you die alone, unmourned, without a friend.
For this vile world of sin shall reek and roil
and you may lose your shirt in all your toil,
but in the end the earth shall shake and burn
and to what toy or bauble will you turn?
When face to face with God in wrath and might
shall not the judge of all the earth do right?
So kiss the Son, and bow the knee to Christ,
pay homage now, lest by the world enticed
your knee be forced, your tongue be racked at last
and you confess Him Lord who binds your fast.
Take up His yoke while in the day of grace,
He bids you seek, so seek and find his face
and come beneath the gracious yoke of God
before you lie beneath the bitter sod.
The one you serve, it shall your master be
repent in faith, and Christ shall set you free.
Free as a subject of the greatest king
Free to serve and free to praise and sing
True freedom this, and sweeter work is none
than cross and service for God's only Son.

Monday, August 16, 2010

The Littlest Thing

The littlest thing
can turn on you
and be the pivot
between here and hereafter
a pebble
on the tire
skip
jump
bump
thump
that's it.

Tuesday, August 3, 2010

On "In Flanders Fields"

I have lived a full life.

This realization struck me today, while reading "In Flanders Fields", the deeply mournful ode by John McCrae.

"We are the dead. Short days ago / we lived, felt dawn, saw sunset glow / loved, and were loved, and now we lie / in Flanders fields."

And we shall go to them, but they shall never return again to us. The searing loss of McCrae's close friend, the Lieutenant Alexis Helmer, 22 years old, still burns through the poem.

If I should die, would people reflect that I went too soon, or led a full life? I hope they would conclude the latter. How can I say I have not? If I have Christ, the Christ Jesus recorded by John "so that your joy may be complete", how can I claim any defect or shortfall? And if my God is king above all gods, ruling omnipotently from His throne in heaven, ordaining whatsoever cometh to pass, how can I say what is too soon? If God has decreed it, who am I to answer back?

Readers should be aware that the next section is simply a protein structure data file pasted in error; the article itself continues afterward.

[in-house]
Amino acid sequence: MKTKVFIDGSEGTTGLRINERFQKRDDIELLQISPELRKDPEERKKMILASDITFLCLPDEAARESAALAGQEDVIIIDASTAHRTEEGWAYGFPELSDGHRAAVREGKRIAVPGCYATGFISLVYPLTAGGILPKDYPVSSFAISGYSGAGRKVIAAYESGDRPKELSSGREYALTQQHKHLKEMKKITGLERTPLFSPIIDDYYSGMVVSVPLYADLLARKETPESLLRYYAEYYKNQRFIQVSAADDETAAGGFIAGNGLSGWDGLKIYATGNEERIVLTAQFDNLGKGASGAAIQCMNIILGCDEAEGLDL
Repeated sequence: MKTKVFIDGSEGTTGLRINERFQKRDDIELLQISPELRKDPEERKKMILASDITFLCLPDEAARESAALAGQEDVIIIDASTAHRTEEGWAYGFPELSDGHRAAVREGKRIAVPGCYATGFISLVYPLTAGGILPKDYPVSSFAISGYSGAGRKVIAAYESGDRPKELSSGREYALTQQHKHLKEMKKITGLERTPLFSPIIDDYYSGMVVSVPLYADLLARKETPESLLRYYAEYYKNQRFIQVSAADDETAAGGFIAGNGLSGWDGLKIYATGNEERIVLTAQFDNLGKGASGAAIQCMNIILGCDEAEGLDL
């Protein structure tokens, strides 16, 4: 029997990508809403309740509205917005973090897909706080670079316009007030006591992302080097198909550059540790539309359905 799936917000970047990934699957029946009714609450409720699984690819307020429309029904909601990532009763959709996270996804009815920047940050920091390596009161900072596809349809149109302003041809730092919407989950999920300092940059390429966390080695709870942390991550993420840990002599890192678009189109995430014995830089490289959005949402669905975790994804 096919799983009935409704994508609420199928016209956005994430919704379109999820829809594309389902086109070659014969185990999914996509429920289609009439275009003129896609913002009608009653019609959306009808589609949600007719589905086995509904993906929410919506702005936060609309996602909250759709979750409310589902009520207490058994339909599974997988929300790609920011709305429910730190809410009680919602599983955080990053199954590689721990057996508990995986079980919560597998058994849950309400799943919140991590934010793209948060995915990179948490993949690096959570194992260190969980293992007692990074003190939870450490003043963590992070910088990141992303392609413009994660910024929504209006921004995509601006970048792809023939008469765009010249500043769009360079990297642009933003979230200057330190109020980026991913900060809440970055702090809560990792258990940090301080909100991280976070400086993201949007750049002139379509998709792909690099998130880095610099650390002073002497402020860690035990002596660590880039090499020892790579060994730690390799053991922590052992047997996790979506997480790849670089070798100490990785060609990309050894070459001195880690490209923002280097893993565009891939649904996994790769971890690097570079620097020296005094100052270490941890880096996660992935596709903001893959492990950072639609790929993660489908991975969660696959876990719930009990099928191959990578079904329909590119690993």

Yes, the dead loved and were loved, but God is not the God of the dead, but of the living. And the dead in Christ are loved with an everlasting love. "If I ascend to heaven, you are there! If I make my bed in Sheol, you are there! If I take the wings of the morning, and dwell in the uttermost parts of the sea, even there your hand shall lead me, and your right hand shall hold me. If I say, 'Surely the darkness shall cover me, and the light about me be night,' even the darkness is not dark to you; the night is bright as the day, for darkness is as light with you."

This is no resigned fatalism, this contentment in the face of all, it is a positive affirmation that my God rules, and knows what is best for me and those around me. I do not know if John McCrae had this hope, or Lt. Helmer, but the certainty of the resurrection, because of Christ's resurrection, and the remission of sins found in his blood by faith is the only hope that can walk the valley of the shadow of death without fear.


"In Flanders Fields" - John McCrae

In Flanders fields the poppies blow
Between the crosses, row on row,
That mark our place; and in the sky
The larks, still bravely singing, fly
Scarce heard amid the guns below.

We are the Dead. Short days ago
We lived, felt dawn, saw sunset glow,
Loved, and were loved, and now we lie
In Flanders fields.

Take up our quarrel with the foe:
To you from failing hands we throw
The torch; be yours to hold it high.
If ye break faith with us who die
We shall not sleep, though poppies grow
In Flanders fields.